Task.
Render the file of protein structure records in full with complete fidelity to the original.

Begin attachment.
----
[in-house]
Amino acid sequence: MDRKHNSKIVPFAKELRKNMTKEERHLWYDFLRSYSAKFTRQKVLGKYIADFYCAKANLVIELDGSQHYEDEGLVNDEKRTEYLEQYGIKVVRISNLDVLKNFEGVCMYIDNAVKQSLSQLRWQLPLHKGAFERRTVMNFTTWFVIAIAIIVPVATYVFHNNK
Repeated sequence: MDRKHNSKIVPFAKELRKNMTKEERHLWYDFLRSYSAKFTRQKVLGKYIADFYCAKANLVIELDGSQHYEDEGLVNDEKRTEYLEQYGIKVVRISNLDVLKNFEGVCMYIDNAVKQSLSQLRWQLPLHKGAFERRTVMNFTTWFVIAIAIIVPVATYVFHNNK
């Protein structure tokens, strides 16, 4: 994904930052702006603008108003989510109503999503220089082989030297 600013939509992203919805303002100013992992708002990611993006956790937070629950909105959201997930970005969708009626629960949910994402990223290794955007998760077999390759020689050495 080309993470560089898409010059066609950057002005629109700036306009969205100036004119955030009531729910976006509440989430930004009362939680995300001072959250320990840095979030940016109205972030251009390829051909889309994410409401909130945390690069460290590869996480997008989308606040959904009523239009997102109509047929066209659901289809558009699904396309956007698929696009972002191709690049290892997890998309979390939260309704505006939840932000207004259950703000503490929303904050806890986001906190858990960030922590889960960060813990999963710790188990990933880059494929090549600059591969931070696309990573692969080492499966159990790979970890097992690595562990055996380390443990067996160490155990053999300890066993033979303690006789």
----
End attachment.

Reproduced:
[in-house]
Amino acid sequence: MDRKHNSKIVPFAKELRKNMTKEERHLWYDFLRSYSAKFTRQKVLGKYIADFYCAKANLVIELDGSQHYEDEGLVNDEKRTEYLEQYGIKVVRISNLDVLKNFEGVCMYIDNAVKQSLSQLRWQLPLHKGAFERRTVMNFTTWFVIAIAIIVPVATYVFHNNK
Repeated sequence: MDRKHNSKIVPFAKELRKNMTKEERHLWYDFLRSYSAKFTRQKVLGKYIADFYCAKANLVIELDGSQHYEDEGLVNDEKRTEYLEQYGIKVVRISNLDVLKNFEGVCMYIDNAVKQSLSQLRWQLPLHKGAFERRTVMNFTTWFVIAIAIIVPVATYVFHNNK
């Protein structure tokens, strides 16, 4: 994904930052702006603008108003989510109503999503220089082989030297 600013939509992203919805303002100013992992708002990611993006956790937070629950909105959201997930970005969708009626629960949910994402990223290794955007998760077999390759020689050495 080309993470560089898409010059066609950057002005629109700036306009969205100036004119955030009531729910976006509440989430930004009362939680995300001072959250320990840095979030940016109205972030251009390829051909889309994410409401909130945390690069460290590869996480997008989308606040959904009523239009997102109509047929066209659901289809558009699904396309956007698929696009972002191709690049290892997890998309979390939260309704505006939840932000207004259950703000503490929303904050806890986001906190858990960030922590889960960060813990999963710790188990990933880059494929090549600059591969931070696309990573692969080492499966159990790979970890097992690595562990055996380390443990067996160490155990053999300890066993033979303690006789």